LONDON LETTER. I": U 1 L L- 4 a L- [SPECIALLY "WIRED, j (BY OTTB GALLERV CORRESPONDENT.} L LONDON, Monday. The attention of all who take an interest in public affairs has to-day been directed to the remarkable speech addressed to the Reichstag by Prince Bismarck in explana- tion of his colonial policy. Despite the efforts of those who are nothing if not paradoxical to show that underlying the Chan- cellor's word.? is some direful threat towards England, the tone of public opinion generally appears to be favourable. The speech is regarded as a straightforward intimation that Germany muse henceforth be reckoned with as a colonial power, and that she will be no party to any aggression upon the rights of other powers, provided those other powers are prepared to deal with her in a friendly way. The meaning is evident that Prince Bismarck, despite the hesitating position of the Reichstag, is deter- mined upon carrying oat his colonial policy, and it is not good tactics to regard him as an enemy because he framed his speech in so plain a fashion. There is a curious statement described as sciiii-official which is going the round of I this evening's papers, denying that the Bishop of Manchester has been offered the Bishopric of London, and affirming that even if he had been, he would have refused it. As to the first part of the statement it was scarcely needful to publishsach a denial, for not even the most convinced believers in the energy of the Prime Minister would conceive that' iie had tendered a bishopric to a possible candidate before the late occupant of the see had been laid in his grave, and this is what must be premised in the denial in question. The fact is that most of the talk about the future Bishop of London is premature. Mr Gladstone is not the man to settle such an important appointment otf-hand, and, although his will be the selec- tion when it is made, it must not be for- gotten that the Queen has to be consulted upon it, and that her Majesty may have more than one word to say m connection I therewith. A London evening paper which is dis- tinguished above its Tory fellows by the rancour with which it pursues the Prime Minister, suggests to-day as the only reason for the manifest improvement in Mr Glad- stone's health is the receipt of better news from the Soudan. Less gifted individuals in the direction of supplying strained reasons for natural facts would take it that the im- provement is due to the thorough rest which Mr Gladstone is taking, and the hope is now general that the beginning of the session will find the right hon. gentleman in his accustomed place on the Treasury bench as full of vigour as ever. It is generally recognised that he will need all his strength to carry the Redistribu- 1 z!1 tion Bill triumphantly through committee, for, although perhaps no dangerous combi- nations will have to be met, there are suffi- cient elements of discord to make the com- mittee stage a long and weary one. The suffragan Bishop of Bedford, if one may judge from the letter he published in the Times to-day, is a IiL, aggrieved that anyone should have thought him capable of coming over to the views of the majority of the people of this country (as shown again and again in the one representative chamber) upon the deceased wifes sister question. It is true, he says, that he "used some expressions of sym- pathy towards a person who had married his deceased wife's sister, "conscientiously believing he was violating no law of God or ma.n," but as his sympathy took the somewhat singular form ofrefusingto admit the husband to the Communion, it was probably noc valued quite so highly as that of a prelate even ought to be. In any case the bishop has disappointed a great many admirers of his earnest style of work, who thought that in this matter he had extricated himself from the nun possvmus position taken up by so many of his ecclesiastical brethren. The conference of members and friends of the Liberation Society, which is to assemble at the Memorial Hall to-morrow evening, is expected by its organisers to have an im- portant influence upon the disesta. b- lishment movement. Those who desire to free the Church from State control are determined not to allow the grass to grow under their feet, when once the new constituencies are constructed. They con- sider that for a sufficiency of time they have kept the question in the background, rather than give the least colour to the suggestion that they were splitting the Liberal party, and when the labourer is admitted to the vote they will strive their utmost to persuade him that disestablish- ment is in every respect a good thing. Mr Matthew Arnold is not to be moved from his resolve to resign his appointment as inspector of schools. He has held it now for over 30 years, during which time a great deal has happened in connection with systems of national education. His inten- tion is to return to the United States, where he will resume his lectures, extending his tour to San Francisco in the west and New Orleans in the south. The general impres- sion is that his last lecturing tour in the States was not a success. His voice was not able to carry his words to the uttermost ends of a large audience. Moreover, he read what he had to say, keeping his eyes closely fixed on his manuscript. This is extraordinary and al- most incomprehensible in a nation where speech-making is an acquirement almost as common as reading and writing. Many people having satisfied their curiosity by looking on the Apostle of Culture left the room, simply because they could not hear what he was saying. Probably no one went Yi to hear him twice. To this extent the lec- tures were a failure; but, financially, they were a success, and there yet remain wide tracts where the harvest is ungleaned. Be- sides, Mr Matthew Arnold, himself an in- structor, has not disdained to learn from others, and will do much better next time. His connection with the United States has recently been drawn closer by domestic ties. Mr Whitridge, who the other day married Miss Arnold, is an American resident in New York. It is astonishing what careful attention ,tnd skilful training can do for a man in the way of making a public lecturer of him. I suppose Archibald Forbes was at the outset one of the seemingly most hopeless aspirants for platform honours that ever put himself forward to win them. I remember his first A sgay made in the presence of some score of private friends. With the advantages of a small room and a friendly audience, he made a melancholy failure. His enunciation was imperfect he never moved his eyes from his manuscript, and was plainly exceedingly un- comfortable. Next time I heard him, some two years later, was in the big hall at St. James's, where, with admirable elocution and dramatic manner that kept the vast audience enchained, he recited his stirring story. He had in the meantime been "taking a few lessons." I think I have mentioned before that overtures have been made to Mr Burnand to visit the States and ipve a oeries of lactureg. Garcliff 3choul 'Boa73i I- -1 f ct/jd/ieKGracte v Vm'AlSI tLleV&hOn jiiemg fieKcrJ' JbMMi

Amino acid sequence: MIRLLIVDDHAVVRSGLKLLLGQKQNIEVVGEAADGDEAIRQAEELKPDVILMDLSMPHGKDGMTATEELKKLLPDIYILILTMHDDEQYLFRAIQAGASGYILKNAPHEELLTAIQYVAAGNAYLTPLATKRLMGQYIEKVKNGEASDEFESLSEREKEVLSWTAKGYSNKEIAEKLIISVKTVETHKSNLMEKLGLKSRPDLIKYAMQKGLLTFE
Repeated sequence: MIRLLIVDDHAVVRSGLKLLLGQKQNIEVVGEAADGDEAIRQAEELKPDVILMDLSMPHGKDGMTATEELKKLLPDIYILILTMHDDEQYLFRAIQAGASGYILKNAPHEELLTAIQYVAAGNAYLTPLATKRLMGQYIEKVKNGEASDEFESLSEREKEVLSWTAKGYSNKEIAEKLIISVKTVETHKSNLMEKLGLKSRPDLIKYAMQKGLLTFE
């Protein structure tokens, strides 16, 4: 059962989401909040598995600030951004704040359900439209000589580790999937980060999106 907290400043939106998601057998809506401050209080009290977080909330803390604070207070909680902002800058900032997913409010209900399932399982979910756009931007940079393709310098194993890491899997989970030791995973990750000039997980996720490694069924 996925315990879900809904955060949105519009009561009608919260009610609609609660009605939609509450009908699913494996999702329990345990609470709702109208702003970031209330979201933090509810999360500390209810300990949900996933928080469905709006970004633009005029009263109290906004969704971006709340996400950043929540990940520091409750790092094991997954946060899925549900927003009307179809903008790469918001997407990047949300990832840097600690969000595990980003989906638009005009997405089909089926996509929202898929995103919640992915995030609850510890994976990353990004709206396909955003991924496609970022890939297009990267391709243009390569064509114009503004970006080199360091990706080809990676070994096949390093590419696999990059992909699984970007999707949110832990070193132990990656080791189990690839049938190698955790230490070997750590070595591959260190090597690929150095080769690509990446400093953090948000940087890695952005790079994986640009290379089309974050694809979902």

The Higher-Grade School II ADMISSION OF PUPILS. I The Work of the School. I Description of the Buildings. I Although the higher grade school will not be I formally opened until the Right Hon. A. J. Mundella, M.P., can redeem his promise to visit Cardiff in order to perform the ceremony, yet the school will be opened at once for the ad- mission of pupils. The members of the school board will visit the school this after- noon at 2.30 p.m., in order to inspect the building, and we take this opportunity of giving a view of the exterior of the new schools. The pro- ceedings to-day will be of a purely informal character, and the work of enrolling the pupils v. ill be proceeded with from to-morrow. The completion of the building of the higher grade school, and the commencement of the work of education within its walls, may certainly he considered as subjects of great congratulation for Cardiff. Public opinion is rapidly developing on the question of these schools, and there is no longer any necessity to resort to elaborate argu- ments in order to prove the great want there is for them, and the enormous benefit which they are destined to confer upon the country. There are, of course, still to be found large numbers of people who oppose the de- velopment of education, just as there are large classes always willing to prove their want of common sense by disputing the value of any and every proposal calculated to further the best and truest interests of the people. Rapidly, how- ever, the majority of the intelligent public arc being won over to the cause of education and the paramount necessity for it. The battle has been, indeed, no very easy one, but the noble end to be gained is a powerful stimulus, and the- object is one which is calculated to rouse the highest feelings of sincere enthusiasm. It is not too much to say that the national prosperity de- pends upon the extension of national education, and that the progress of the people will be im- peded, harassed, and ultimately stayed unless we move as fust as other nations in the work of educating the people. With many this proposi- tion is indeed fast becoming regarded as a truism. The sooner that tile opinion is universal, the better for all concerned. It is indeed possible to g,t further than this, and to declare that the degree, of intellectual culture attained by a nation is the measure or that country's worth. This is the proposition which all classes should lay t) heart, and which all should endeavour to forward. Elementary education is undoubtedly a great thing, but it is not enough. It is but a step on the path of progress a bold one miy be, com- pared with the stumbling and halting of former da3*s, -.but, after all, only a preliminary one when contrasted with toe promotion of that intellectual culture which we are confident will be looked upon in the near future as the true goal of national education. That none he forced To dvmlge through weary life without the aid Of intellectual implements and tools; A savage h nle anung the civilised, A band among the lordly free. The higher grade schools, or perhaps, more cor- rectly speaking, advanced elementary schools, fnrm one cf the spans of the bridge which stretches from the shore of complete ignorance to that of comparative culture. But only (me, and they are not intended to be more. They carry the pupils forward one further stage, and enable them to see more clearly the advantages to be reaped by completing the journey, while at the same time they lit them far more thoroughly for attempting the task. Their work, bt iwever, requires to be supplemented by that of higher schools still, and then to be comparatively per- fected by a proper course of university training. It would be ridiculous to suppose that everyone can enjoy the advantages of a university career. but there is a great necessity for the extension and popularisation of university teaching and the system of education can never be considered com- plete until, as Mr Mundella is so fond of quoting, ample pron-is icn has been made for the poor clever child," and that ample provision means the opportunity to enjoy and profit by every kind and degree of sound, thorough, and intellectual training. The opening of the higher grade school in Cardiff is a very satisfactory, if only a partial, acknow- ledgment of this fact, and we are glad to regard it as an earnest promise and determination to secure the ultimate end in view, and not to halt until that be accomplished. When once the higher grade school is in good working order, the establishment of an intermediate school will follow with comparativeeaseand almostas a matter of course, while that, combined with the college, will constitute excellent materials out of which the thorough extension of popular education can be organised. It is to be hoped, however, that there will he no halt until that end be gained, and the system be'as complete as we would wish it. In view of this it is satisfactory to note the excellence of the arrangements made as to the present school. The greatest care has been exercised in the selection of the teaching staff, and the details which appeared in our columus reeently show that both in the head master, Mr James Waugh, M.A., and head mistress, Miss Alary H. Ramsay, L.L.A., the school board are to be congratulated upon the selections. Every endeavour has also been made to till other posi- tions with thoroughly efficient teachers, and there is thus the certainty of the school starting under the best tuitional auspice*. The course of studies at the schools will necessarily depend upon the character and present ac- quirements of the pupils. The school will be pre- pared to take up the work from the point which those scholars have reached who have passed, or would be able to pass, Standard IV. It is, how- ever, necessary that it should be very clearly understood that children need not have previously attended a board school in order to be able to enter at the higher grade school. Those who have been such scholars, and can produce the certificate of having passed Standard IV., will be eligible for admission while those who have not, will be required to pass a preliminary examina- tion equivalent to that standard and for this a numoer of papers have been already prepared by Mr C. T. Whitmell, her Majesty's inspector of schools for CarditY. The names of pupils will commence to be enrolled on Wednesday, and the examination will, we understand, be held either on Thursday or Eriday, or on both of those days. The subjects of Standard IV. are simple enough, and include a little reading, dictation, writing in